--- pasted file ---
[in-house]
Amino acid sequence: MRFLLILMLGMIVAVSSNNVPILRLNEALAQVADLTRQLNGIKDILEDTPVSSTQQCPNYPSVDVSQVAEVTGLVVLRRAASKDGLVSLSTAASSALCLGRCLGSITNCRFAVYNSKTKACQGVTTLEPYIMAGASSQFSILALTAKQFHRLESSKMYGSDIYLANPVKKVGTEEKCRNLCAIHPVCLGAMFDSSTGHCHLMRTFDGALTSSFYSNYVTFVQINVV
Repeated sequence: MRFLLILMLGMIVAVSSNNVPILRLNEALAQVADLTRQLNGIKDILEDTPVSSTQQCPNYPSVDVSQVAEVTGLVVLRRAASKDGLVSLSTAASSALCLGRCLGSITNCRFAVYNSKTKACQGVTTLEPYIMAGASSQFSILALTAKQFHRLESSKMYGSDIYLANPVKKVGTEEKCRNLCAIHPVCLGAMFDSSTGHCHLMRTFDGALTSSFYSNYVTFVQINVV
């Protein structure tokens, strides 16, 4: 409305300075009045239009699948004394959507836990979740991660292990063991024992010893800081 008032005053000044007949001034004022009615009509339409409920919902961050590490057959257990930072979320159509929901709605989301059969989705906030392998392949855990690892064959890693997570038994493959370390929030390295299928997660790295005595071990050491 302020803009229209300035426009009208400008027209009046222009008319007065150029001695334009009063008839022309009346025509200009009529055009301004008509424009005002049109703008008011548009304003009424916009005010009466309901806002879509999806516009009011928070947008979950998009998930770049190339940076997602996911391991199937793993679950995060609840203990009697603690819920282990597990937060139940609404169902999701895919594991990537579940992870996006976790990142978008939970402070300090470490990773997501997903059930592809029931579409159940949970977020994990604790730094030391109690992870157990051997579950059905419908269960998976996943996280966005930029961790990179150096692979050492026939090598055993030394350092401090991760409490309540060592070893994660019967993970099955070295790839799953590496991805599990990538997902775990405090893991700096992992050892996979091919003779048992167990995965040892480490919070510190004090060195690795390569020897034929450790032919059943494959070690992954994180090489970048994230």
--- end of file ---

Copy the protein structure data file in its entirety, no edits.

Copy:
[in-house]
Amino acid sequence: MRFLLILMLGMIVAVSSNNVPILRLNEALAQVADLTRQLNGIKDILEDTPVSSTQQCPNYPSVDVSQVAEVTGLVVLRRAASKDGLVSLSTAASSALCLGRCLGSITNCRFAVYNSKTKACQGVTTLEPYIMAGASSQFSILALTAKQFHRLESSKMYGSDIYLANPVKKVGTEEKCRNLCAIHPVCLGAMFDSSTGHCHLMRTFDGALTSSFYSNYVTFVQINVV
Repeated sequence: MRFLLILMLGMIVAVSSNNVPILRLNEALAQVADLTRQLNGIKDILEDTPVSSTQQCPNYPSVDVSQVAEVTGLVVLRRAASKDGLVSLSTAASSALCLGRCLGSITNCRFAVYNSKTKACQGVTTLEPYIMAGASSQFSILALTAKQFHRLESSKMYGSDIYLANPVKKVGTEEKCRNLCAIHPVCLGAMFDSSTGHCHLMRTFDGALTSSFYSNYVTFVQINVV
């Protein structure tokens, strides 16, 4: 409305300075009045239009699948004394959507836990979740991660292990063991024992010893800081 008032005053000044007949001034004022009615009509339409409920919902961050590490057959257990930072979320159509929901709605989301059969989705906030392998392949855990690892064959890693997570038994493959370390929030390295299928997660790295005595071990050491 302020803009229209300035426009009208400008027209009046222009008319007065150029001695334009009063008839022309009346025509200009009529055009301004008509424009005002049109703008008011548009304003009424916009005010009466309901806002879509999806516009009011928070947008979950998009998930770049190339940076997602996911391991199937793993679950995060609840203990009697603690819920282990597990937060139940609404169902999701895919594991990537579940992870996006976790990142978008939970402070300090470490990773997501997903059930592809029931579409159940949970977020994990604790730094030391109690992870157990051997579950059905419908269960998976996943996280966005930029961790990179150096692979050492026939090598055993030394350092401090991760409490309540060592070893994660019967993970099955070295790839799953590496991805599990990538997902775990405090893991700096992992050892996979091919003779048992167990995965040892480490919070510190004090060195690795390569020897034929450790032919059943494959070690992954994180090489970048994230």